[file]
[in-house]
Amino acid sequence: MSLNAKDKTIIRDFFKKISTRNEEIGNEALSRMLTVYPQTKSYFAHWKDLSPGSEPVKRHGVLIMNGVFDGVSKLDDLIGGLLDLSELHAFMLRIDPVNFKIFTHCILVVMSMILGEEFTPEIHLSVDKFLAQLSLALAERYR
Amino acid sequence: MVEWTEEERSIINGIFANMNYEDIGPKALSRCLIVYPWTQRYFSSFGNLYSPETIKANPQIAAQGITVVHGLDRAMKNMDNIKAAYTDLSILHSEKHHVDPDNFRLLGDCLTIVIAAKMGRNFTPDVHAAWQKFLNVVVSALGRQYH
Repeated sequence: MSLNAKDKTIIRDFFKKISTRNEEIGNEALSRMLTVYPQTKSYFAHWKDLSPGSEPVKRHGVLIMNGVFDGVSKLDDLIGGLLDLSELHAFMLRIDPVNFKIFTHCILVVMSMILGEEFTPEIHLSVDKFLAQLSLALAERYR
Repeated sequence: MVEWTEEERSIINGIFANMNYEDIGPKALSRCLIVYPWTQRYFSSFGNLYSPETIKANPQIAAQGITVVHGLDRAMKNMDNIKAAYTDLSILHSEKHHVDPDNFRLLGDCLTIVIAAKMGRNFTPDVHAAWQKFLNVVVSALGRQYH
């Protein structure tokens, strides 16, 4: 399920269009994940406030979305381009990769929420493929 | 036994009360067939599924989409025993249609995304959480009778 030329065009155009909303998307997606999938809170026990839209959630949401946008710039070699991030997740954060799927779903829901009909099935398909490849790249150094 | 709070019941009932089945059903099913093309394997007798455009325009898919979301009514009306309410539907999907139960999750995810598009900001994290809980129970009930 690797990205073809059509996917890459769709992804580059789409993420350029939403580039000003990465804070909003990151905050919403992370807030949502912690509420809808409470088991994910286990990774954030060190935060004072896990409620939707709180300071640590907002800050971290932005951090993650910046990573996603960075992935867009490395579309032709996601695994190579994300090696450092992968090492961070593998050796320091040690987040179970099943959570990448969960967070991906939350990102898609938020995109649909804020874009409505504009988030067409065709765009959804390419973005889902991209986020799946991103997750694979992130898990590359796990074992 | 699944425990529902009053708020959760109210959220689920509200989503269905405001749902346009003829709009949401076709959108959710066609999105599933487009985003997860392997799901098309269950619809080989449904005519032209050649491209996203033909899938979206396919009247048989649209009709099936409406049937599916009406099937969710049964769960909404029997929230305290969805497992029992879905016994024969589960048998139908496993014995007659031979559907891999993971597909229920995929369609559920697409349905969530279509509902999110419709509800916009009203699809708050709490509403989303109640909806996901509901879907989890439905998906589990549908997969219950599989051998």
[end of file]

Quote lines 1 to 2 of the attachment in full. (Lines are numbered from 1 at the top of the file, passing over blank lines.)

[in-house]
Amino acid sequence: MSLNAKDKTIIRDFFKKISTRNEEIGNEALSRMLTVYPQTKSYFAHWKDLSPGSEPVKRHGVLIMNGVFDGVSKLDDLIGGLLDLSELHAFMLRIDPVNFKIFTHCILVVMSMILGEEFTPEIHLSVDKFLAQLSLALAERYR